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Too much voltage the problem with my computer?

Last response: in Components
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February 15, 2013 5:35:00 PM

My computer is only able to boot up for half a minute before going to a black screen, I can get as far as changing the boot order to pop in a cd so I can test the computer components and find the villian, however, I can't get far enough to finish a test. So I decided to test the voltages on my PSU to find out if that was the culprit. Here are my results,

3.3 vdc testing at 3.9
5 vdc at 6.1
5 vsb at 6.2
12 vcd at 14
-12 vcd at -14.4

These voltages are with everything unplugged from the PSU and just the PSU with power. So in essence, my question is, could this be the problem causing my computer to go to black screen during boot? If not, is there anything I can do to see what could be causing the problem?

More about : voltage problem computer

a c 1204 ) Power supply
February 15, 2013 6:08:01 PM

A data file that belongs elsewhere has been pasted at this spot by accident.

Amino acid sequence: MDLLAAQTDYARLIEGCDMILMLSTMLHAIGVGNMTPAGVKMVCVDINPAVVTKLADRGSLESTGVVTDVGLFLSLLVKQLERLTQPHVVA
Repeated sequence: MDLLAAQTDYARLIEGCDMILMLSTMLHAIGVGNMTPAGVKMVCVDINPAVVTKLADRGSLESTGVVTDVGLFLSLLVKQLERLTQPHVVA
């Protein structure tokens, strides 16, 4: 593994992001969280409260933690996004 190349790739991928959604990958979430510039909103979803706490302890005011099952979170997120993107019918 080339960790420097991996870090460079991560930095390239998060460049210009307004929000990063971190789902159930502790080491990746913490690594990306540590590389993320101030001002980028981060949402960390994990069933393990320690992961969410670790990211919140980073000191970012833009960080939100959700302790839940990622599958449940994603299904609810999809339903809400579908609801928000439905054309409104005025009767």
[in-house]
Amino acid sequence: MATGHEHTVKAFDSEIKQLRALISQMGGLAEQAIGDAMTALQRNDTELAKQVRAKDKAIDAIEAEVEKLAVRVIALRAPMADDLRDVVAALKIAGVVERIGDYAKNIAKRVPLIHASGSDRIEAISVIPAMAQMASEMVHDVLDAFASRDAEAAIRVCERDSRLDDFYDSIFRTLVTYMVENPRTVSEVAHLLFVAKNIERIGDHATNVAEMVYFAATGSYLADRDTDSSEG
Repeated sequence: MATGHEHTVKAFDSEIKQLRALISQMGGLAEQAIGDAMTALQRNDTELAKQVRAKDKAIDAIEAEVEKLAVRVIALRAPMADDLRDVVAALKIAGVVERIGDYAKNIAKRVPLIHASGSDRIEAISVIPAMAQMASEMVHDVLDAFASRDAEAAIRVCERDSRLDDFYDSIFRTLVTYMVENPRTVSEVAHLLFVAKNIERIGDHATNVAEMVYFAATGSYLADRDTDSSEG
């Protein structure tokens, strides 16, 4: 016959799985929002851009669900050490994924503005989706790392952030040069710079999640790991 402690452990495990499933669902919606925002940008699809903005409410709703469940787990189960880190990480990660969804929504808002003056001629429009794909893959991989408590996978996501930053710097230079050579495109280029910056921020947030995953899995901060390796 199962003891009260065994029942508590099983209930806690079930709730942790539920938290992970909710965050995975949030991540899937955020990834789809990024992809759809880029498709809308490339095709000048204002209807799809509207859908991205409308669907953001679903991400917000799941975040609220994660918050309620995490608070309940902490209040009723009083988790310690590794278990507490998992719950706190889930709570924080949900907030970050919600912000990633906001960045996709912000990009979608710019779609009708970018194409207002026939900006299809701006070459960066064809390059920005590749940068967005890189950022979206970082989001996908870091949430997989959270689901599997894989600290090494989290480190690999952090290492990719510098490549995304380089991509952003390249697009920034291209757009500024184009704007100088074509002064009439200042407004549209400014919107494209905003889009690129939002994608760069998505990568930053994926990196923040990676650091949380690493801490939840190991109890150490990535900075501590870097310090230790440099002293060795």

Some power supplies require that the PSU be connected to a load so that it can self-monitor and regulate the voltages.

What is the brand and model of your PSU?

What are you using to measure the voltages with?

What are your system specs?
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February 15, 2013 6:43:46 PM

the PSU is a True 380s Antec, I am using at multimeter set at 20dcv, the specs I'm not too sure about because I haven't used the computer in awhile.
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a c 1204 ) Power supply
February 15, 2013 7:06:30 PM

rebbit said:
the PSU is a True 380s Antec, I am using at multimeter set at 20dcv, the specs I'm not too sure about because I haven't used the computer in awhile.

The Antec True Power True380S, that is included with the Sonata case, has a self-adjusting feedback mechanism built in (i.e. voltage feedback detection). When connected to a load that PSU should have a voltage regulation within 1% unless the PSU is defective.

When there's no load there's no feedback, hence no proper voltage regulation.
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February 16, 2013 7:45:57 AM

The 5Vsb being 6.2V really worries me since it usually stays from 4.75-5.25V, even at no load, and I believe the Antec True 380s has a 5Vsb circuit known to have a failure mode where it briefly puts out high enough to damage motherboards.

Older power supply designs like the True 380s require a higher load than newer ones to regulate voltages correctly. A hard disk or fan may be enough, but with some older supplies a load of at least an amp on the +5V.
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February 22, 2013 4:36:52 AM

Best answer selected by rebbit.
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